Q: Earlier on you talked about seeing ourselves as emptiness, energy, and form. How does energy fit in with the death of the body?
NN: Energy is intangible manifestation. It is the subtle body of consciousness. When physical form dies, we experience the energy of being more potently and vividly than usual, and this can be a frightening experience if we have no view to allow us to understand it.
If mind is like a wild elephant, we experience this as the turmoil of consciousness without physicality. Bardo can be something of a nightmare experience. Even if we see pleasant images, we still may feel lost, confused, and desperate for form.
Q: What about killing yourself to experience death?
NN: What do you think?
Q: [Laughter] I know it’s not a good idea – it was just something that occurred to me.
NN: Always worth asking [laughs]. Suicide is a highly negative act if you have not practised sufficiently to have gained control of the death process. There were Lamas in Tibet who committed suicide through phowa3 because they knew that death by execution or through torture would not enable them to maintain awareness of the death process. If we cannot experience awareness in the dream state, then it is unlikely that we will experience awareness in the bardo state. If we cannot maintain awareness into sleep, through dreaming, and into waking, then we stand little chance of maintaining awareness through the more profound experience of death, bardo, and birth. For those of us who have not developed such practice, the state of mind at the moment of death is important. Dying with a happy mind is beneficial.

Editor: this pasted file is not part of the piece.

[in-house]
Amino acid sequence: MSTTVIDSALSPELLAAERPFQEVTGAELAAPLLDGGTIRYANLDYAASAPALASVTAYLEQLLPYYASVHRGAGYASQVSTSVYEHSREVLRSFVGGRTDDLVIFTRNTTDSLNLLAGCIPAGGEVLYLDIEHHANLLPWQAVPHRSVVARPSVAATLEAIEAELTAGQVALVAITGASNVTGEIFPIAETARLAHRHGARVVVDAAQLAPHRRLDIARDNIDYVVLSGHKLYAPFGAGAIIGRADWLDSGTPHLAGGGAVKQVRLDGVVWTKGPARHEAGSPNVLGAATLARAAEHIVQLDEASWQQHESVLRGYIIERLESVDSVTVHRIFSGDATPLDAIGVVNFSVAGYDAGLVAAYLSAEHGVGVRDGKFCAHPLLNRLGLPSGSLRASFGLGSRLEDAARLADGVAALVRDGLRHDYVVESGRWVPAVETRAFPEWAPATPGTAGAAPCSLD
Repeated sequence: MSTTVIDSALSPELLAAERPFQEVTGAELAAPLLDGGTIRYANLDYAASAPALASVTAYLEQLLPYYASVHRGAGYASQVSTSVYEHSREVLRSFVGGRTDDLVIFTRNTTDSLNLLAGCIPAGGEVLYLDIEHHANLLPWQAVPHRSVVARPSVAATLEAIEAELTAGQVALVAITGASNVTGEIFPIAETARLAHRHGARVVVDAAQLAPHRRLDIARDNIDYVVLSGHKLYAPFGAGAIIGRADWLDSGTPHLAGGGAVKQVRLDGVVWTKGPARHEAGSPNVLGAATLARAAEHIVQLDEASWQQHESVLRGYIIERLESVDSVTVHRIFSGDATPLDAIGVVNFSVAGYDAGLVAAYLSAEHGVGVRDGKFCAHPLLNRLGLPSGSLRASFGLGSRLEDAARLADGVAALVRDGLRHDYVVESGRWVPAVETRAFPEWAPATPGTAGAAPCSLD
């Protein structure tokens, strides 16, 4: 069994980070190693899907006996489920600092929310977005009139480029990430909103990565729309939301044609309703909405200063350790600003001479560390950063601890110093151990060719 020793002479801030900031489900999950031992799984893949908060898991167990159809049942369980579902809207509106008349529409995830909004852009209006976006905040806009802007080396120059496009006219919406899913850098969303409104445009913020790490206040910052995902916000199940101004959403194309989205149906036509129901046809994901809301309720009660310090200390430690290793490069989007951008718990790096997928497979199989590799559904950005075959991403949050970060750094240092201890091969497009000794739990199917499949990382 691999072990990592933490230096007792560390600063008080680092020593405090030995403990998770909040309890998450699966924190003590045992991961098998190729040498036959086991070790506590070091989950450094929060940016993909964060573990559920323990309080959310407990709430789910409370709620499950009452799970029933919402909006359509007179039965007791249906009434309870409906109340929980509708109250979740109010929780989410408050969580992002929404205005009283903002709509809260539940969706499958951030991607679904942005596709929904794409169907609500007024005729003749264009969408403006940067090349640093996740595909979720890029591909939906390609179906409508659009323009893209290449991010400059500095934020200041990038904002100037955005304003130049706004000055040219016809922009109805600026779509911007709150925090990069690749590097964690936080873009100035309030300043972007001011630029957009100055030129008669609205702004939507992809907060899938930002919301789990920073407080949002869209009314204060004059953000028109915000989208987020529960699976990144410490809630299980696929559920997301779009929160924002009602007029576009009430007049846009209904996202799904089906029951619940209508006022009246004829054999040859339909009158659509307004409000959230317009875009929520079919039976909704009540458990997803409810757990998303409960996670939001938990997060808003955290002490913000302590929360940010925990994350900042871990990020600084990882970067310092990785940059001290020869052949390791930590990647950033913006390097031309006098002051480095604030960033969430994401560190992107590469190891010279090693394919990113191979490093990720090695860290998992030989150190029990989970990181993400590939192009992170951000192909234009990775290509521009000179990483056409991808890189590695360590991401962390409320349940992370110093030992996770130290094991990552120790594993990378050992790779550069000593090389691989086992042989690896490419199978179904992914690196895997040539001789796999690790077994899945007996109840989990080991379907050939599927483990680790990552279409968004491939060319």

Q: Is that like if you go to sleep after an argument, still feeling all cross and churned up, you might have nightmares or at least unsettled sleep?
NN: Yes, that’s right. The best way to ensure a happy mind at death is to have a happy mind all the time, as we don’t know when death will occur.
3. Phowa (’pho ba) (Tibetan): transference of consciousness.